William S. Consovoy, a prominent conservation attorney who grew up in Florham Park, died Jan. 9 after a two-year battle with brain cancer. . He was 48 years old.
Consovoy is the son of Andrew Consovoy, a former top aide to Gov. Thomas H. Kean and was an artist of the Kean Award in 1985. His late grandfather, George B. Consovoy, was mayor of Franklin Township in Somerset County from 1960 to 1963 and was chairman of the GOP.
She worked as a law clerk for Judge Edith Jones of the US Court of Appeals for the Fifth Circuit and then for US Supreme Court Justice Clarence Thomas.
As a lawyer, Consovoy helped challenge the University of Texas’ use of race in admissions, and in Shelby v. Holder, The Bill of Rights. He defended Georgia’s heartbeat law to ban abortions at six weeks, Kansas’ decision to pull funding from Planned Parenthood, and Alabama’s proposal to stop the renewal of the Legal Rights.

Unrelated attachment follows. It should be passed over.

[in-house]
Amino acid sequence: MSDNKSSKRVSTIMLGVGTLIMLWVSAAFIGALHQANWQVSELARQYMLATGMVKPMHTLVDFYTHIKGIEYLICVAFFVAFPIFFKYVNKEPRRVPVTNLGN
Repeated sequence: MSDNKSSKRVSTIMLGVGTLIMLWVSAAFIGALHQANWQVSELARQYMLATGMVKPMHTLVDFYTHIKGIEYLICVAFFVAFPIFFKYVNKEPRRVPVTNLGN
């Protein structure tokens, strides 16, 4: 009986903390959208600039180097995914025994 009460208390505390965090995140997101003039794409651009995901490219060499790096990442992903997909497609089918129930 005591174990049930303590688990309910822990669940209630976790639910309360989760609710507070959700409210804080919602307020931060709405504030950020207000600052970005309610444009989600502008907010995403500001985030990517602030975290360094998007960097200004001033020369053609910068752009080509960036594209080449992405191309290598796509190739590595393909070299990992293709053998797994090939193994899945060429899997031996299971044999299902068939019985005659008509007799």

He was set to argue a challenge to Harvard University’s policy last year, when ill health forced him to withdraw.
After working at Riley Rein, he founded his own law firm, Consovoy McCarthy, based in Arlington, Virginia. He represented the Republican National Committee and other members of the GOP and argued several times before the United States Supreme Court. He tried to stop California from sending ballots by mail to all voters, as well as Florida’s proposal to re-enroll felons and Wisconsin’s efforts to extend VBM deadlines.
Consovoy represented President Donald Trump in his effort to stop congressional committees from receiving tax cuts.
He graduated from Monmouth University before becoming part of the first graduating class of the Antonin Scalia Law School at George Mason University.